This column originally appeared on April 19 on Real Money, our premium site for active traders. Click here to get great columns like this.

In some ways, Qualcomm (QCOM) is looking like the anti-Netflix  (NFLX) right now. Whereas Netflix traded lower on Tuesday after missing subscriber expectations and offering better-than-expected guidance against a backdrop of high expectations and multiples, Qualcomm is higher after beating estimates and issuing slightly soft guidance after going into earnings with low multiples and plenty of baggage.

One thing the companies do have in common: Their earnings commentary featured clarifying details and business stats that make each company's outlook appear a little better. But Qualcomm's outlook did come with some question marks attached, the biggest of which involve its high-profile legal battle with Apple (AAPL) .

Qualcomm reported adjusted fiscal second-quarter revenue of $6 billion (up 8% annually) and adjusted EPS of $1.34 (up 29%), topping consensus analyst estimates of $5.86 billion and $1.19. It also reported 179 million MSM processor/modem chip sales (down 5%) and $82.6 billion in royalty-bearing, 3G/4G device shipments (based on December quarter device sales, up 18%), topping guidance midpoints of 175 million and $78 billion.

But the company guided for June quarter revenue of $5.3 billion to $6.1 billion (down 12% to up 1% annually) and adjusted EPS of $0.90 to $1.15 (down 22% to up 1%), below consensus estimates of $5.9 billion and $1.09 at the midpoints. MSM shipment and reported device sales guidance ranges are respectively at 180 million to 200 million and $59 billion to $67 billion, mostly below consensus estimates of 197 million and $66.5 billion.

Shares nonetheless rose 2.4% in after-hours trading to $53.87 and on Thursday morning, were down slightly to $52.24. The fact that they went into earnings trading for just 11 times a consensus fiscal 2018 (ends in September 2018) EPS estimate of $4.75 -- an estimate that doesn't account for Qualcomm's pending and highly accretive acquisition of NXP Semiconductor (NXPI)  -- doesn't hurt.

It probably also doesn't hurt that Qualcomm's remarks about Apple's royalty payments indicates a doomsday scenario -- Apple stops paying Qualcomm altogether while their battle drags out -- hasn't transpired. Though Qualcomm said the contract manufacturers responsible for paying iPhone royalties to Qualcomm paid less than they owed (on account of being paid less by Apple) for December quarter iPhone sales, it added the withheld payments were only equal to the $1 billion in rebates that Qualcomm has withheld from Apple.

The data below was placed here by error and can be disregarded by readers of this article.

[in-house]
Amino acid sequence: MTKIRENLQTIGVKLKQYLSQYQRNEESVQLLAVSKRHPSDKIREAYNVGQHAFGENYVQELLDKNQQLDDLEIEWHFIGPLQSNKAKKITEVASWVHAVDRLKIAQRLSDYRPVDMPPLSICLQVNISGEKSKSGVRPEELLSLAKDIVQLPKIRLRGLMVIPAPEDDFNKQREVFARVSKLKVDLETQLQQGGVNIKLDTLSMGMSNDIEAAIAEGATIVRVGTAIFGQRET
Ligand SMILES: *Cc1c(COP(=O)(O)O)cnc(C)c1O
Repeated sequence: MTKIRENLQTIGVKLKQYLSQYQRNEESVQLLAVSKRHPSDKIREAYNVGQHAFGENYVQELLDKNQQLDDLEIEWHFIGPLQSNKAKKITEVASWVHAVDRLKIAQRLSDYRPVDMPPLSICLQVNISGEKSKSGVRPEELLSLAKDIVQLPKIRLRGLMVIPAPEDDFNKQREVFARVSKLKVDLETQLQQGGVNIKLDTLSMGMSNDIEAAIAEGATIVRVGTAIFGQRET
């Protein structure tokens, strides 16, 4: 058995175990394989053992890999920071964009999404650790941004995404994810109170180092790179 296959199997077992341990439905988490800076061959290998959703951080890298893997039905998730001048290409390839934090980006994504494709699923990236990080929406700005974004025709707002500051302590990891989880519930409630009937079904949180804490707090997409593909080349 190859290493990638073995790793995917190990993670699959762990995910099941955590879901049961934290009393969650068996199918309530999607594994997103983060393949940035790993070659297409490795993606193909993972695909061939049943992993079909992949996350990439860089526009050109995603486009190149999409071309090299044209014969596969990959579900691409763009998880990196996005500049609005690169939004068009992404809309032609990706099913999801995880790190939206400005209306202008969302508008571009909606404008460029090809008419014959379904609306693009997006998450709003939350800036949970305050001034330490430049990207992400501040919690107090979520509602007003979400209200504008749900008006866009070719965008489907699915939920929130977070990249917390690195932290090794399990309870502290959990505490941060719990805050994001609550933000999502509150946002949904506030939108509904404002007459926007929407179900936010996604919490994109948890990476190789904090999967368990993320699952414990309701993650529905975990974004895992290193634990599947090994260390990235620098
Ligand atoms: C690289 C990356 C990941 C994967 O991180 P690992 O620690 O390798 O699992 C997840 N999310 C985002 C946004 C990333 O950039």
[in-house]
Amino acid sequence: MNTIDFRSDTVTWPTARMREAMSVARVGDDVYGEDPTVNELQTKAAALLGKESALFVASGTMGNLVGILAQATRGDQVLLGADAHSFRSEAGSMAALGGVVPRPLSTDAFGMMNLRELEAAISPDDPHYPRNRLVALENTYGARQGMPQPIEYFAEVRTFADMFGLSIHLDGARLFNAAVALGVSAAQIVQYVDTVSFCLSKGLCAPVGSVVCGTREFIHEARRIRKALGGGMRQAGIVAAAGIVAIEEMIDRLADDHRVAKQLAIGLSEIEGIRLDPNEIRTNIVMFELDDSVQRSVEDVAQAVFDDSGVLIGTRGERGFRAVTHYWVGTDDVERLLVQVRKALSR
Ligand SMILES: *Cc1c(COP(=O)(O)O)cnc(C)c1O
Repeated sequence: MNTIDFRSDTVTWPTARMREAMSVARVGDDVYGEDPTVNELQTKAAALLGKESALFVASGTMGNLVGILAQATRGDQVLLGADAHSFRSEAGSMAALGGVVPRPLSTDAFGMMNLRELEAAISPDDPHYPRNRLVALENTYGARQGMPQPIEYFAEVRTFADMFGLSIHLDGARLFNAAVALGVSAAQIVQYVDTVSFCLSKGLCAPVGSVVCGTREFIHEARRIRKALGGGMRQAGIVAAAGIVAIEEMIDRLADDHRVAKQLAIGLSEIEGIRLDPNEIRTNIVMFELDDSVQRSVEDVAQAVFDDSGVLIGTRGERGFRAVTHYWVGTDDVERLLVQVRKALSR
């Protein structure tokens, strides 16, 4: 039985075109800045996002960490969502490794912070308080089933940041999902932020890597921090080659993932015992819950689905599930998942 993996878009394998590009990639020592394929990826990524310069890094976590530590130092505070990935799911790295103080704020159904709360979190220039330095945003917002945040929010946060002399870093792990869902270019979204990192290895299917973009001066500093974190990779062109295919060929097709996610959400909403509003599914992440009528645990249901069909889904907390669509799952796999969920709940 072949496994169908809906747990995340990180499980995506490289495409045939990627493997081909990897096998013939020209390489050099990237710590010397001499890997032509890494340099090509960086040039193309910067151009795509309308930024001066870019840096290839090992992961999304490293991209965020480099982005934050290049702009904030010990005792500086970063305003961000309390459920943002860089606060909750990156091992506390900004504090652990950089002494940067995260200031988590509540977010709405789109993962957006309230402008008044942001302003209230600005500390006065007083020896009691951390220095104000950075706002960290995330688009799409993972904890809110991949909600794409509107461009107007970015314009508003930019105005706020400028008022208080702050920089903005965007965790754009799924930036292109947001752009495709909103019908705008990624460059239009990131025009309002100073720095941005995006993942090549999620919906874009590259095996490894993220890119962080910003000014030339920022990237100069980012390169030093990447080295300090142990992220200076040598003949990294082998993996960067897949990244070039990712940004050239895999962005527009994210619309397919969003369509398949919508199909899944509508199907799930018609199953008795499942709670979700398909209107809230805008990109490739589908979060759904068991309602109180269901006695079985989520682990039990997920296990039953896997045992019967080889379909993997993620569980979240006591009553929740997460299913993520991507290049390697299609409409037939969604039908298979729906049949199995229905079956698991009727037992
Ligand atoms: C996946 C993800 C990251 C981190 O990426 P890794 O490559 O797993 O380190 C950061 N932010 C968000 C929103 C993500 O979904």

In the lawsuit it launched against Qualcomm in January, Apple claimed the company withheld rebate payments because Apple cooperated with a South Korean regulatory probe of Qualcomm. But an FTC complaint made around the same time claimed Qualcomm provided "billions of dollars in conditional rebates" to Apple in exchange for the exclusive use of its modems -- something that Apple stopped doing with the iPhone 7, which relies on both Intel (INTC) and Qualcomm modems.

Either way, Qualcomm states the Apple agreement for which it's withholding payments concluded at the end of 2016. That means going forward, Apple can't use Qualcomm's withheld payments as an excuse to cut its royalty payments. Of course, this doesn't guarantee that Apple still won't underpay, and for this reason the midpoints of Qualcomm's revenue and EPS guidance assume some underpayment. The high end of its guidance assumed full payment.

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